Discovery broadly refers to the process of obtaining additional information or documents from another party during litigation. The information a litigant should seek varies from case to case and depends on the claims/defenses unique to that case. This article will focus primarily on financial discovery in family law cases, i.e. how to obtain records and information necessary to calculate child support, determine spousal maintenance, and divide community property.
Certain information is required to be exchanged in every case. For Arizona family law cases, the mandatory disclosures for specific contested issues are enumerated in Rule 49 of the Arizona Rules of Family Law Procedure. Although the rule requires this information to be exchanged within forty (40) days after the respondent files his or her response, it is rarely strictly enforced. This does not mean that litigants have unlimited freedom to delay the disclosure process, these disclosures still can be compelled by court order if not timely provided. If the Court has to compel disclosures or discovery answers from a party, it can enter financial sanctions or even bar that party from asserting particular claims or defenses during the litigation. These consequences can be severe so it is important to follow the rules regarding disclosure and discovery.
When the mandatory disclosures are insufficient and/or additional information is required, either party may “propound” or issue discovery requests. Examples of discovery requests include requests for production, requests for admission, uniform and nonuniform interrogatories, and subpoena. Depositions are another discovery tool available when you want to elicit more elaborate answers or testimony from a particular party or witness. Each discovery tool has respective advantages and disadvantages. For example, the scope of requests for production may be limited to information or documents in the opposing party’s possession or control. This may require you to use subpoena if you seek information from a third party. Requests for production are also limited in number to ten discrete items or categories of items requested. You will want to familiarize yourself with the applicable rules to protect yourself against discovery sanctions and ensure that you receive the information you need for your case.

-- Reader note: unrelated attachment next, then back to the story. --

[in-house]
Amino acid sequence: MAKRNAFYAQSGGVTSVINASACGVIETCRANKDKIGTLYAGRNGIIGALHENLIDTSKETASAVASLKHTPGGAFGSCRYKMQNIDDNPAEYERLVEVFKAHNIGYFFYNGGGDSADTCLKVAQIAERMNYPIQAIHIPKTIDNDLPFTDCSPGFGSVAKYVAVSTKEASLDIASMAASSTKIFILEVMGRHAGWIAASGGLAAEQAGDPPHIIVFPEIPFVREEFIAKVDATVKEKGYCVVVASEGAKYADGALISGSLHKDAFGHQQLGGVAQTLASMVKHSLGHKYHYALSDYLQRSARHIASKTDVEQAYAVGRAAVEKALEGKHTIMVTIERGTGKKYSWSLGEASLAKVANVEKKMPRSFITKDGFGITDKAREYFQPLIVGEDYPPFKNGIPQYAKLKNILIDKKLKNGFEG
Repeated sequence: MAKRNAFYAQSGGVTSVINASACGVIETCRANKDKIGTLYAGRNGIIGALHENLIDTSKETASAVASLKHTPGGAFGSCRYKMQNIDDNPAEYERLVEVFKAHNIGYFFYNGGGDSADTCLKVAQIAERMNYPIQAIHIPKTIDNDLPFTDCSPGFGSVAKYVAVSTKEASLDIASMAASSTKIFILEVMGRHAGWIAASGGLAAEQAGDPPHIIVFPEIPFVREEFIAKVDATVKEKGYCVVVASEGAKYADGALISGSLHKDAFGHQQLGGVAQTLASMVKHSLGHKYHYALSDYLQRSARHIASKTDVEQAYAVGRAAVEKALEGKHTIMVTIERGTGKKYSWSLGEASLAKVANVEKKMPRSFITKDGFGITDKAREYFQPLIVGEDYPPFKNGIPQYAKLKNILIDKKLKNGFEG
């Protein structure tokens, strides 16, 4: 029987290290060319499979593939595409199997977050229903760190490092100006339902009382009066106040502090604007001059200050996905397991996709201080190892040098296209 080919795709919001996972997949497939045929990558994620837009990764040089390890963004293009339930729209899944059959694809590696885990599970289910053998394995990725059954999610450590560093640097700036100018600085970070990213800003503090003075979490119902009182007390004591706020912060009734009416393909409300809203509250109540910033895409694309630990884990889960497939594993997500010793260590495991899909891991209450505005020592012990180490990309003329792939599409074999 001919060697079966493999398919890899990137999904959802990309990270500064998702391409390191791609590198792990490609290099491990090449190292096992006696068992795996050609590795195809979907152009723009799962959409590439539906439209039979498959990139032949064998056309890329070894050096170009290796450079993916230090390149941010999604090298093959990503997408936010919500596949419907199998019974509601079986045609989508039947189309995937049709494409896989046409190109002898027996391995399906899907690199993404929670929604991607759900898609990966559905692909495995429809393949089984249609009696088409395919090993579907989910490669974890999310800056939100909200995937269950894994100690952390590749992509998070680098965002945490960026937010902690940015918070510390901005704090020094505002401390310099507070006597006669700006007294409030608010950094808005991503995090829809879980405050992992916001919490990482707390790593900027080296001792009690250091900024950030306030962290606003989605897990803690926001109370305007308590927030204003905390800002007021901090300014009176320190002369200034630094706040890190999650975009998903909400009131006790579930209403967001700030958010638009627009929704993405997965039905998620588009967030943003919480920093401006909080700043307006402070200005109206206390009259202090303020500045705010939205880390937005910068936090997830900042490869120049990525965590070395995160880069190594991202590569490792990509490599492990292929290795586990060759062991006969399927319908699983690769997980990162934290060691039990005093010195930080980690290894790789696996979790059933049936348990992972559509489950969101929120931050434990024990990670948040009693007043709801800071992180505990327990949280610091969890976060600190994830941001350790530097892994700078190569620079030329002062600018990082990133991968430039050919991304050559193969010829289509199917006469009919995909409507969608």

Potentially Relevant Information
Most financial disputes in family law cases involve one party misrepresenting his or her income or assets. This is especially common when a party is self-employed or has multiple sources of income. If you believe the opposing party is under-reporting his or her income (or exaggerating expenses to manipulate child support), you likely will need to obtain additional evidence to support your suspicion.